Be Careful On Your Honeymoons!!! Terrible!
Michaela McAreavey was only going to be gone for a minute.
But when the 27-year-old Irish newlywed opened the door to her luxury hotel room on the island of Mauritius, police say she interrupted a robbery by three hotel workers who panicked and strangled her.
The slaying of McAreavey -- a former beauty queen who was on her honeymoon with new husband John, a well-known Gaelic football player -- has shocked Ireland and the United Kingdom. And it has led safety experts to remind travelers to use extra caution in hotel rooms.
"Hotels, unfortunately, happen to be a haven for criminals," Robert Siciliano, a security consultant for ADT.com, told AOL News by phone. "There's no security in a hotel room."
McAreavey's isn't the first high-profile hotel slaying. From the May killing of Stephany Flores, a 21-year-old Peruvian woman who was found dead in the Lima hotel room of Dutchman Joran van der Sloot, to the bludgeoning death this month of a Portuguese journalist in a New York hotel room, experts say there's good cause for travelers to be especially careful in hotels.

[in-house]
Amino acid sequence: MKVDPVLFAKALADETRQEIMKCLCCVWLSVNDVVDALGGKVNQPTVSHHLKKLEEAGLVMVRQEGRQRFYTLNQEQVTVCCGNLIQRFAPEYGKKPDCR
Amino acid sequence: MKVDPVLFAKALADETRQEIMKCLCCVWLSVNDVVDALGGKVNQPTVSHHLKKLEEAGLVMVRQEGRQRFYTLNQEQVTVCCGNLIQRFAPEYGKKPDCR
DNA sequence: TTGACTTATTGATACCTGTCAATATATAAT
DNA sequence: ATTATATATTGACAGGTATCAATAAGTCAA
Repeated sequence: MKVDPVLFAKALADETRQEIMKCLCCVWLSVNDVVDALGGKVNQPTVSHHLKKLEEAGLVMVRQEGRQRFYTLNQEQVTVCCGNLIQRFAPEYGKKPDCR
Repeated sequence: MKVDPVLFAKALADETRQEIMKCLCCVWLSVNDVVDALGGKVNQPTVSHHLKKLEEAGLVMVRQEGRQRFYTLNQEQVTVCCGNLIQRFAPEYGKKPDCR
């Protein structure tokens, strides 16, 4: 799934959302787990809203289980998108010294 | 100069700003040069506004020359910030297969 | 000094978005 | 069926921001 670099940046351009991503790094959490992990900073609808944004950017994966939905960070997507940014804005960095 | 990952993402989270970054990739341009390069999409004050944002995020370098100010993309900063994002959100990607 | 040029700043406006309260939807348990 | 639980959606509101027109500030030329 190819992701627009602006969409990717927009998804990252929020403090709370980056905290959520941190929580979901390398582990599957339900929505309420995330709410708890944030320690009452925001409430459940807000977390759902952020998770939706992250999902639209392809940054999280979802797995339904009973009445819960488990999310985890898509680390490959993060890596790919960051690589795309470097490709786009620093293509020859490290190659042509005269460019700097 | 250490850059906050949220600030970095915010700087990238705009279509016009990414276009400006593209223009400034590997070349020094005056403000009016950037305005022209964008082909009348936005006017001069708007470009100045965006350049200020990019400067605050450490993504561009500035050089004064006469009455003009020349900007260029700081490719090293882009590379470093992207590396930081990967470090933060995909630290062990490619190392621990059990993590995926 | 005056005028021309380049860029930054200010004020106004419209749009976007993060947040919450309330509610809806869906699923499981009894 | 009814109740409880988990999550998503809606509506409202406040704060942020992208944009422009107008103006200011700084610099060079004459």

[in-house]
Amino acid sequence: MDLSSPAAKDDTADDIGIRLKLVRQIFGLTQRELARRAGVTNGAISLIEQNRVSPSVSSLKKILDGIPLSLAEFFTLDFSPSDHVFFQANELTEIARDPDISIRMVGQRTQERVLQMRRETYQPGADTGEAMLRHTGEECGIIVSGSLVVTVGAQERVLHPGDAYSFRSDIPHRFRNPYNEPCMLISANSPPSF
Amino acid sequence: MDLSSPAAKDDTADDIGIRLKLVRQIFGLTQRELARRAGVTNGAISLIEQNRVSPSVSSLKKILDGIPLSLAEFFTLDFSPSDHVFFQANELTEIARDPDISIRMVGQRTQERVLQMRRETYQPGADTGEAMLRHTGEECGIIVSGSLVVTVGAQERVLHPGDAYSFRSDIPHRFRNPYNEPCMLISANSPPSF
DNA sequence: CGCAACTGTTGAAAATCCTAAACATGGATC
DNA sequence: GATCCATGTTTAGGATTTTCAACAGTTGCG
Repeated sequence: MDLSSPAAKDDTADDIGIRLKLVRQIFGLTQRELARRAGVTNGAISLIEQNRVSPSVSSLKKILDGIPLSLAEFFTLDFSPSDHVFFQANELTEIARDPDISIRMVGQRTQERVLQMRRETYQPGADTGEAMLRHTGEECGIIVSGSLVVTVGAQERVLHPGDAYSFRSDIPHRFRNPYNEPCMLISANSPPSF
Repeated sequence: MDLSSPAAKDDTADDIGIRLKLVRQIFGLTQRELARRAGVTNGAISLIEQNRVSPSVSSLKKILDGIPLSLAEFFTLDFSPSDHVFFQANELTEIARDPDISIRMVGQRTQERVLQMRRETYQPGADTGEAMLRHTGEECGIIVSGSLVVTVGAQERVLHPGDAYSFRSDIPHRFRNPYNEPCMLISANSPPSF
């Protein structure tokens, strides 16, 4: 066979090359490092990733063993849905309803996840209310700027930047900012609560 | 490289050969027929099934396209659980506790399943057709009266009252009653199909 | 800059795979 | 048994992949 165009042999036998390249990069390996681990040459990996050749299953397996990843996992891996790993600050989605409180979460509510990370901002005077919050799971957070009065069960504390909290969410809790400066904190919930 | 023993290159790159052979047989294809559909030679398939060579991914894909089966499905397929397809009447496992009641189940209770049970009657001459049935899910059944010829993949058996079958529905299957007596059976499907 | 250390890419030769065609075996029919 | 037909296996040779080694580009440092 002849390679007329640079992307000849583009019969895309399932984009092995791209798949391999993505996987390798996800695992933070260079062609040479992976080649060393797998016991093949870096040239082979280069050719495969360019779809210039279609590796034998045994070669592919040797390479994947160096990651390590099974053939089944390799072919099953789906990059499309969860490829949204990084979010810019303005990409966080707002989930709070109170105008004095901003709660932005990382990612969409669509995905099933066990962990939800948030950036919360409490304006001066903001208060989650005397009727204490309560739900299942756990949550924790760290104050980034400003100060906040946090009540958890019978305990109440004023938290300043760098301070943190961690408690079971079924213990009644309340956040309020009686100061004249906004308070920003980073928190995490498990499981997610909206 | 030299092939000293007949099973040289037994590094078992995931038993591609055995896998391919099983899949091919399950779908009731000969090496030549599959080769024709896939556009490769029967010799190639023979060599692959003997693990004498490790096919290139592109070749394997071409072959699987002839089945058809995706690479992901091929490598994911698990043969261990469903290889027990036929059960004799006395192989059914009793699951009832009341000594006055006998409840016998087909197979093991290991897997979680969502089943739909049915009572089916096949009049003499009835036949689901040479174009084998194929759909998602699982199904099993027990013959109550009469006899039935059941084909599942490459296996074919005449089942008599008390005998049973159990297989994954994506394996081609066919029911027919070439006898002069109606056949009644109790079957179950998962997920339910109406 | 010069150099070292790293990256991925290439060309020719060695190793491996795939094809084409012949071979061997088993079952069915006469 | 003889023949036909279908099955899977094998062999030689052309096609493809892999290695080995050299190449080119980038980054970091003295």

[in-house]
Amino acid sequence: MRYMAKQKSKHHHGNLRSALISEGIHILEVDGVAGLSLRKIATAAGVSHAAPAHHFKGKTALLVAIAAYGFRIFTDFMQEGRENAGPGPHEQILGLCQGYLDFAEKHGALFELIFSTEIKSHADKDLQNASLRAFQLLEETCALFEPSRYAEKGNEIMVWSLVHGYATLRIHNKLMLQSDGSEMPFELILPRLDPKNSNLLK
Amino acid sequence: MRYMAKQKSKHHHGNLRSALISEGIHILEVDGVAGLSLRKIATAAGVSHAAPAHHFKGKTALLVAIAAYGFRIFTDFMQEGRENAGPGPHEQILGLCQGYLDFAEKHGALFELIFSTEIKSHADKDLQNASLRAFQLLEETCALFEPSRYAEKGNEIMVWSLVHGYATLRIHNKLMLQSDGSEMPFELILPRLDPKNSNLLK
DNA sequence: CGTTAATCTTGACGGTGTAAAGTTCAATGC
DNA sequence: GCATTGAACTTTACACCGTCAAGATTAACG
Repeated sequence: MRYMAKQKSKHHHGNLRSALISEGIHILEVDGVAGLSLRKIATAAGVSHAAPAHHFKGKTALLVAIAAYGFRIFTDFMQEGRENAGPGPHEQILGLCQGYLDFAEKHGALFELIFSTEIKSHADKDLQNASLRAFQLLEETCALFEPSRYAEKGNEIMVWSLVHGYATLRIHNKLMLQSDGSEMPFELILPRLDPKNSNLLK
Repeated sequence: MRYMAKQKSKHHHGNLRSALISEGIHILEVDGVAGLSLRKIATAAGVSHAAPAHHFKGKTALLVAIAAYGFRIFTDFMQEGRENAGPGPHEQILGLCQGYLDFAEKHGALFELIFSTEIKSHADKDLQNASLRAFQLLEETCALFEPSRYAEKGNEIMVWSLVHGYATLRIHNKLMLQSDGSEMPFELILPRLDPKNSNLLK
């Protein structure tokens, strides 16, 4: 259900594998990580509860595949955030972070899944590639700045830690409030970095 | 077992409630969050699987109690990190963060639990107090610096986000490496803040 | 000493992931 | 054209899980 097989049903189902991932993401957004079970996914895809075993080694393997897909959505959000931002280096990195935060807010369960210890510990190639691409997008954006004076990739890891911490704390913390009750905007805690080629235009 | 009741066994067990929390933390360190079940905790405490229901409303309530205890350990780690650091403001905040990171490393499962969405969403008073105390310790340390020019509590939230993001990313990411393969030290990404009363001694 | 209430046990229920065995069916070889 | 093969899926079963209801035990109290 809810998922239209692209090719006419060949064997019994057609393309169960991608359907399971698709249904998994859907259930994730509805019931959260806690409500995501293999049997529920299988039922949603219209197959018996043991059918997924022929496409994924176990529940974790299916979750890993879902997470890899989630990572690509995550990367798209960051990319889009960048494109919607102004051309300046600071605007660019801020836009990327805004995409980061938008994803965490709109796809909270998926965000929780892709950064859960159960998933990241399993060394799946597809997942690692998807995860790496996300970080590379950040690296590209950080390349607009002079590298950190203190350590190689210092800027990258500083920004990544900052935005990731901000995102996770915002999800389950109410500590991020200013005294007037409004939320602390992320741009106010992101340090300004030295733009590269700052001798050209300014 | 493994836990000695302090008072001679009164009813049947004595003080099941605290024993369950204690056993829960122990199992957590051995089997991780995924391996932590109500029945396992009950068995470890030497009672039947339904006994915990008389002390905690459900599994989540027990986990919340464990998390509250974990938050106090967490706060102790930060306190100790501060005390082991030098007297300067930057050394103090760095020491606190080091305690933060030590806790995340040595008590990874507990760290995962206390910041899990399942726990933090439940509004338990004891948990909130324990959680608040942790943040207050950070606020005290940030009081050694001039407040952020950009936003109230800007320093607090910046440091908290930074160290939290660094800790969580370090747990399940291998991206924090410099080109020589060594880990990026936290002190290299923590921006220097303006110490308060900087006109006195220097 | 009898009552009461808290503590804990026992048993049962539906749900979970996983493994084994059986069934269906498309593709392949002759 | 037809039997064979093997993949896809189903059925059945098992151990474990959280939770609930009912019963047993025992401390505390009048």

Siciliano has a few tips to keep your stay as safe as possible:
1. Don't walk into your hotel room alone. "Enlist someone from the hotel to walk you to your room to make sure everything checks out OK," Siciliano suggested. "You don't want to enter your room alone, especially for the first time. When I say that, people say, 'I don't want to be paranoid.' But that's not paranoid, that's taking care of your own security."
2. Look before you enter. "Put the lights on," he said. "And before you close the door behind you, look in the room. There very well could be someone in there already."
3. Think about carrying a ballpoint pen. Yes, really. Siciliano says the tip of a ballpoint pen can be turned into a useful weapon, if necessary. "It can be very effective for poking and gouging, if it comes to that," he said.
But Siciliano said the most important thing is for travelers to simply be aware of their surroundings, no matter where their journeys take them.
"You should be just as aware in Iowa as you are in Iraq," he said.